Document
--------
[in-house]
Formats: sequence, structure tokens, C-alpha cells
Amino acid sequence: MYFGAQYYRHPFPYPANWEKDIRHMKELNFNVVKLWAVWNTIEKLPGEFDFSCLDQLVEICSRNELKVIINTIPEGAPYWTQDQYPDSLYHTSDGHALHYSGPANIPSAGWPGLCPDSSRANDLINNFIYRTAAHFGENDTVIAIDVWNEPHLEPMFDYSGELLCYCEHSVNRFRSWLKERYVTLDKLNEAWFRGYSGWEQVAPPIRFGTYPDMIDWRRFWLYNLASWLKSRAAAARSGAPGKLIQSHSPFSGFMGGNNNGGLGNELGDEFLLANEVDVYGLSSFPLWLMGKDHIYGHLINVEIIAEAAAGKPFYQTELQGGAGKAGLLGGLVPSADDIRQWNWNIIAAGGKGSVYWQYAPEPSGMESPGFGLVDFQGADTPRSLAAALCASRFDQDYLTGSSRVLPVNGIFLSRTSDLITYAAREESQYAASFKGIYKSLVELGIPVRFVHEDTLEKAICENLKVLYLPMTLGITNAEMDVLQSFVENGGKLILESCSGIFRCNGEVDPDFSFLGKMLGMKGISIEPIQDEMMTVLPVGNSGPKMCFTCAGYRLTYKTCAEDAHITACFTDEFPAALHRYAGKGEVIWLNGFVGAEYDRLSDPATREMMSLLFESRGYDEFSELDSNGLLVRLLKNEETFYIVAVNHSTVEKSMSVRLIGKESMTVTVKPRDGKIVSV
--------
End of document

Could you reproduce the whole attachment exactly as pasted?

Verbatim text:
[in-house]
Formats: sequence, structure tokens, C-alpha cells
Amino acid sequence: MYFGAQYYRHPFPYPANWEKDIRHMKELNFNVVKLWAVWNTIEKLPGEFDFSCLDQLVEICSRNELKVIINTIPEGAPYWTQDQYPDSLYHTSDGHALHYSGPANIPSAGWPGLCPDSSRANDLINNFIYRTAAHFGENDTVIAIDVWNEPHLEPMFDYSGELLCYCEHSVNRFRSWLKERYVTLDKLNEAWFRGYSGWEQVAPPIRFGTYPDMIDWRRFWLYNLASWLKSRAAAARSGAPGKLIQSHSPFSGFMGGNNNGGLGNELGDEFLLANEVDVYGLSSFPLWLMGKDHIYGHLINVEIIAEAAAGKPFYQTELQGGAGKAGLLGGLVPSADDIRQWNWNIIAAGGKGSVYWQYAPEPSGMESPGFGLVDFQGADTPRSLAAALCASRFDQDYLTGSSRVLPVNGIFLSRTSDLITYAAREESQYAASFKGIYKSLVELGIPVRFVHEDTLEKAICENLKVLYLPMTLGITNAEMDVLQSFVENGGKLILESCSGIFRCNGEVDPDFSFLGKMLGMKGISIEPIQDEMMTVLPVGNSGPKMCFTCAGYRLTYKTCAEDAHITACFTDEFPAALHRYAGKGEVIWLNGFVGAEYDRLSDPATREMMSLLFESRGYDEFSELDSNGLLVRLLKNEETFYIVAVNHSTVEKSMSVRLIGKESMTVTVKPRDGKIVSV